Sampras' net gains

John Roberts looks at the man about to set a new standard in tennis prize earnings
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The Independent Online
Win or lose his first round match against Patrick McEnroe at the $6m Compaq Grand Slam Cup in Munich on Wednesday, Pete Sampras will supersede Ivan Lendl as the biggest prize winner in tennis history, having netted a breathtaking career total of $21,696,928 (pounds 14,464,618).

All Sampras has to do is turn up and play as competitors in the 16-man draw are each guaranteed $100,000 for their opening match. In addition, the winners of the year's four Grand Slam singles championships share a bonus of $1m of which Sampras will bag half, having triumphed at both Wimbledon and the United States Open.

The $600,000 will put the 24-year-old Sampras $434,511 ahead of Lendl, who totalled career prize money of $21,262,417 before retiring a year ago, aged 34.

However, prize money from official tournaments represents only a portion of the fortunes to be earned by leading players, depending on their marketability. Tennis clothing and equipment contracts are offered at the first sign of potential and, in common with other commercial activities, become increasingly lucrative for the successful. Exhibition matches provide another handy source of extra income.

Andre Agassi's garb on court may make him look like a designer tramp, but his contract with Nike is reportedly worth $10m per year, projected over 10 years. The 25-year-old Las Vegas man stands ninth in the table of official career prize money, with $11,276,443.

Martina Navratilova, who retired last year aged 38, is the biggest ever prize money winner in the women's game, with $20,337,902. When it came to endorsements, advertising, and other off-court earnings, however, Navratilova's great rival, Chris Evert, is believed to have done considerably better in multiplying her career prize money total of $8,896,195.

When Rod Laver and Billie Jean King won pounds 2,000 and pounds 750 respectively as singles champions at the first open Wimbledon 27 years ago, they could not have imagined that the total prize money for the tournament would grow from pounds 26,150 in 1968 to pounds 6,025,550 this year, or that the All England Club's profits would rise from pounds 1m in 1981 to pounds 27.9m in each of the past two years.

However, although the sport in general has continued to prosper in spite of the recession of the 1990s, the women's game has shown signs of strain. The arrival of a new WTA Tour sponsor, Corel, a Canadian computer software company, may alleviate the situation overall, but the players are upset that the organisers of next month's Australian Open have forsaken their policy of equal prize money with the men, except in the case of the singles champion.

A Grand Slam Cup for women has yet to take shape, otherwise Steffi Graf might have eclipsed everybody in terms of prize money after so far winning $17,180,610.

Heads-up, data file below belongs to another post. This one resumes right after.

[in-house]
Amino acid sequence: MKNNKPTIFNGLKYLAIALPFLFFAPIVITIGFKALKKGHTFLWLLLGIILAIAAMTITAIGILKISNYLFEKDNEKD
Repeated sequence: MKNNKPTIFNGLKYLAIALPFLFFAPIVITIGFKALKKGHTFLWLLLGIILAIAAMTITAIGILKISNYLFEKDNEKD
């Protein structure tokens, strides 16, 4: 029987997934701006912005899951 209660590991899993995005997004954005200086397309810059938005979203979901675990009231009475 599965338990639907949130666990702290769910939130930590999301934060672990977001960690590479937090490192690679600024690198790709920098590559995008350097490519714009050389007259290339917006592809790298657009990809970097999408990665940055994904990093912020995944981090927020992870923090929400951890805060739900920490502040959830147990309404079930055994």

Should Sampras triumph in the Grand Slam Cup in Munich, he will leave with a total of $2m, as he did when the bonanza was inaugurated in 1990 - the brainchild of a German entrepreneur, Axel Mayer-Wolden, who saw it as a way for the Grand Slam Committee and the International Tennis Federation to deliver a riposte to the breakaway ATP Tour.

In addition to the Munich prize money, the organisers donate $2m each year to the Grand Slam Development Fund, which supports tennis in the Third World.

Initially however, some top players, notably Boris Becker and Andre Agassi, considered the event to be an elaborate exhibition designed to upstage the ATP Tour Championship in Frankfurt. Germany had developed into the sport's financial hub as a result of the unparalleled interest generated by the advent of Becker and Graf.

Determined to persuade each of the four Grand Slam champions to participate in Munich, the organisers decided, in 1993, to distribute the prize money differently, offering a share of $1m from the purse as an incentive, known as the Grand Slam Champions Award. However, Jim Courier, the 1993 Australian Open champion, declined to cross the Atlantic from his home in Florida to collect his $250,000.

Sampras has already amassed $4,631,250 from the Grand Slam Cup, while the ever-present Michael Chang has won $2,9962,500 without ever taking the first prize.

The event has allowed many players to profit beyond their previous expectations. Brad Gilbert won $1m as the runner-up to Sampras in 1990 after substituting for the injured Agassi, to whom he is now coach.

In 1991, David Wheaton won the $2m first prize, but the American has been unable to reproduce similar form in any of the four Grand Slams tournaments since. The Czech Petr Korda was a spectacular champion in 1993, and Sweden's Magnus Larsson defeated Sampras in last year's final to earn by far his greatest pay day.

Meanwhile, this week's first beneficiary looks to be Byron Black, of Zimbabwe. The US Open quarter-finalist will add at least $100,000 to his account after happily agreeing to substitute for the injured Agassi.

LEADING CAREER PRIZE-MONEY EARNERS MEN: 1 I Lendl (US) $21,262,417 (pounds 14,174,944); 2 P Sampras (US) $21,096,928; 3 S Edberg (Swe) $19,997,804; 4 B Becker (Ger) $19,097,145; 5 J McEnroe (US) $12,539,622; 6 M Chang (US) $11,729,210; 7 J Courier (US) $11,655,133; 8 M Stich (Ger) $11,479,621; 9 A Agassi (US) $11,276,443; 10 G Ivanisevic (Croa) $10,115,295.

WOMEN: 1 M Navratilova (US) $20,337,902; 2 S Graf (Ger) $17,180,610; 3 A Sanchez Vicario (Sp) $9,774,532; 4 C Evert (US) $8,896,195; 5 G Sabatini (Arg) $8,607,800; 6 M Seles (US) $7,805,991; 7 H Sukova (Cz Rep) $5,527,088; 8 P Shriver (US) $5,384,316; 9 C Martinez (Sp) $5,237,865; 10 J Novotna (Cz Rep) $5,218,358.

These are all earnings from official prize money alone, excluding earnings from exhibition matches, sponsorships and endorsements.